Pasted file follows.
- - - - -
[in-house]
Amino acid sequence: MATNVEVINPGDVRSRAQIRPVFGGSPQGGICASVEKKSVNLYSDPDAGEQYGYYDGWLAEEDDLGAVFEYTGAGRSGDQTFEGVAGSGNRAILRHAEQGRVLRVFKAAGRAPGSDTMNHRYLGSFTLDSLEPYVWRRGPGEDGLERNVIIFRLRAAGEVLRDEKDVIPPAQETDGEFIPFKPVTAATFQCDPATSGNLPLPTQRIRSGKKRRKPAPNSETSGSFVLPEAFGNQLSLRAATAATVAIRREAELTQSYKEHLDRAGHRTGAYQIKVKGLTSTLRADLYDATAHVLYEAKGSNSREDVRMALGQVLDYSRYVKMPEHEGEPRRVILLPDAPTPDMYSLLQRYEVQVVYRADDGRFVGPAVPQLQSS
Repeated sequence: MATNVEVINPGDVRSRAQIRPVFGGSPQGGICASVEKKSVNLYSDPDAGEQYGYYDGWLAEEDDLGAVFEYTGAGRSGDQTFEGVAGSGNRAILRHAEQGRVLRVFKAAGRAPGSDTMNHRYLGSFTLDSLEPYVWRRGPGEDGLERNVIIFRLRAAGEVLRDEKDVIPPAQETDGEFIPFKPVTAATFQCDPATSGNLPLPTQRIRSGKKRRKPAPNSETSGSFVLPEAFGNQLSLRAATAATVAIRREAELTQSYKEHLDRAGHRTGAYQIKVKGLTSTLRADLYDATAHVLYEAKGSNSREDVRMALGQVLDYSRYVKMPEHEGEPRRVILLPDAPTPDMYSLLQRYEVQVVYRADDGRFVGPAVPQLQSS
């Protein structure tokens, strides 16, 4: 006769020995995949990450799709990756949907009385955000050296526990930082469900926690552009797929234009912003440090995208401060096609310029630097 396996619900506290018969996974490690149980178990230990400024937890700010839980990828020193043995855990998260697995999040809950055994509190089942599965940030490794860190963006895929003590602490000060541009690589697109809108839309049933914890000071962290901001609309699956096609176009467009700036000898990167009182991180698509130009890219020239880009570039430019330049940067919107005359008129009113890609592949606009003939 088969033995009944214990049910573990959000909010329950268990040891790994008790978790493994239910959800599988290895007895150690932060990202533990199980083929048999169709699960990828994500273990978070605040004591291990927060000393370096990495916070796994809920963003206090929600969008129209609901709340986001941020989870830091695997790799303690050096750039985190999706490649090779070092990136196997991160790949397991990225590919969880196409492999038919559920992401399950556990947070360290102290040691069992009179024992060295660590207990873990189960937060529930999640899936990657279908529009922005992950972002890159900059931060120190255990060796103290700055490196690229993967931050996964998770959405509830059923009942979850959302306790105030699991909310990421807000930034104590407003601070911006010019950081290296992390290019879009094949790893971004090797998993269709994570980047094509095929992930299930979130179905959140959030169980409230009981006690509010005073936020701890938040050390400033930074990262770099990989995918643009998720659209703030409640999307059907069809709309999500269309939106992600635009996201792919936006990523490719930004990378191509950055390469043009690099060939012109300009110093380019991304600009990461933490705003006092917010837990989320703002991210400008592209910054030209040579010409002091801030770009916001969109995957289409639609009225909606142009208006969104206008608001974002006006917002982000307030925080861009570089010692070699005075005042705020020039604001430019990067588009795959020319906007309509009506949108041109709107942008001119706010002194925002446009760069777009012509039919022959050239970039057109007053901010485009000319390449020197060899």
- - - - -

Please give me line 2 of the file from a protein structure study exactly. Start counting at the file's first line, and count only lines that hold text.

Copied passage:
Amino acid sequence: MATNVEVINPGDVRSRAQIRPVFGGSPQGGICASVEKKSVNLYSDPDAGEQYGYYDGWLAEEDDLGAVFEYTGAGRSGDQTFEGVAGSGNRAILRHAEQGRVLRVFKAAGRAPGSDTMNHRYLGSFTLDSLEPYVWRRGPGEDGLERNVIIFRLRAAGEVLRDEKDVIPPAQETDGEFIPFKPVTAATFQCDPATSGNLPLPTQRIRSGKKRRKPAPNSETSGSFVLPEAFGNQLSLRAATAATVAIRREAELTQSYKEHLDRAGHRTGAYQIKVKGLTSTLRADLYDATAHVLYEAKGSNSREDVRMALGQVLDYSRYVKMPEHEGEPRRVILLPDAPTPDMYSLLQRYEVQVVYRADDGRFVGPAVPQLQSS